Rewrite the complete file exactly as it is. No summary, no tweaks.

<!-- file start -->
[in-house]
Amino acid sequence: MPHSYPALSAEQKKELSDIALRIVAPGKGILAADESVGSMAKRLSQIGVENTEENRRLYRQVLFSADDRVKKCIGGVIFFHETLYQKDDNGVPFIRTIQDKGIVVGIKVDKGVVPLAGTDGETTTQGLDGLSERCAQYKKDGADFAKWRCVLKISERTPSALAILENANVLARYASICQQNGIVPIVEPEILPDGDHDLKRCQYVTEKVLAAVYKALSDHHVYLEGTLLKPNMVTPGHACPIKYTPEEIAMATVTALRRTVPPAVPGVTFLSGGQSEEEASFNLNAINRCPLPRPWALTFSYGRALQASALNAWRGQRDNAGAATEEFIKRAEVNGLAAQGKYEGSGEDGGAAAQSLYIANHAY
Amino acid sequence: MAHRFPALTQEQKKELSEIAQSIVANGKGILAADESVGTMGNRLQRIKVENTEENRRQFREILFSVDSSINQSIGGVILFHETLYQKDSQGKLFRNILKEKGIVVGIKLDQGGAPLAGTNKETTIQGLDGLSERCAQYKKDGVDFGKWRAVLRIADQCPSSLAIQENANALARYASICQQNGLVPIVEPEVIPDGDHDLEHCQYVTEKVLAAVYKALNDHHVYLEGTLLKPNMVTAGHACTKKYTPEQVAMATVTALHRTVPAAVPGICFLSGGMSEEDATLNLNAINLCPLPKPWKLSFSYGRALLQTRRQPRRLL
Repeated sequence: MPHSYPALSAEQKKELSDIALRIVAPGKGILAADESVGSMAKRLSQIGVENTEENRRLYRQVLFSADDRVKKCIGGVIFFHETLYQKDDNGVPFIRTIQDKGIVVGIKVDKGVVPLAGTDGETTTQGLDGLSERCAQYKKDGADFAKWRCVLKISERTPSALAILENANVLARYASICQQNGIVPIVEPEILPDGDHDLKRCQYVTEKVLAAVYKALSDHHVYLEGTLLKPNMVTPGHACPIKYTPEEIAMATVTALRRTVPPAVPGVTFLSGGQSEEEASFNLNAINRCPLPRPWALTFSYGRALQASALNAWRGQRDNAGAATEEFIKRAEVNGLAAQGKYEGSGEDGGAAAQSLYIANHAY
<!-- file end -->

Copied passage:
[in-house]
Amino acid sequence: MPHSYPALSAEQKKELSDIALRIVAPGKGILAADESVGSMAKRLSQIGVENTEENRRLYRQVLFSADDRVKKCIGGVIFFHETLYQKDDNGVPFIRTIQDKGIVVGIKVDKGVVPLAGTDGETTTQGLDGLSERCAQYKKDGADFAKWRCVLKISERTPSALAILENANVLARYASICQQNGIVPIVEPEILPDGDHDLKRCQYVTEKVLAAVYKALSDHHVYLEGTLLKPNMVTPGHACPIKYTPEEIAMATVTALRRTVPPAVPGVTFLSGGQSEEEASFNLNAINRCPLPRPWALTFSYGRALQASALNAWRGQRDNAGAATEEFIKRAEVNGLAAQGKYEGSGEDGGAAAQSLYIANHAY
Amino acid sequence: MAHRFPALTQEQKKELSEIAQSIVANGKGILAADESVGTMGNRLQRIKVENTEENRRQFREILFSVDSSINQSIGGVILFHETLYQKDSQGKLFRNILKEKGIVVGIKLDQGGAPLAGTNKETTIQGLDGLSERCAQYKKDGVDFGKWRAVLRIADQCPSSLAIQENANALARYASICQQNGLVPIVEPEVIPDGDHDLEHCQYVTEKVLAAVYKALNDHHVYLEGTLLKPNMVTAGHACTKKYTPEQVAMATVTALHRTVPAAVPGICFLSGGMSEEDATLNLNAINLCPLPKPWKLSFSYGRALLQTRRQPRRLL
Repeated sequence: MPHSYPALSAEQKKELSDIALRIVAPGKGILAADESVGSMAKRLSQIGVENTEENRRLYRQVLFSADDRVKKCIGGVIFFHETLYQKDDNGVPFIRTIQDKGIVVGIKVDKGVVPLAGTDGETTTQGLDGLSERCAQYKKDGADFAKWRCVLKISERTPSALAILENANVLARYASICQQNGIVPIVEPEILPDGDHDLKRCQYVTEKVLAAVYKALSDHHVYLEGTLLKPNMVTPGHACPIKYTPEEIAMATVTALRRTVPPAVPGVTFLSGGQSEEEASFNLNAINRCPLPRPWALTFSYGRALQASALNAWRGQRDNAGAATEEFIKRAEVNGLAAQGKYEGSGEDGGAAAQSLYIANHAY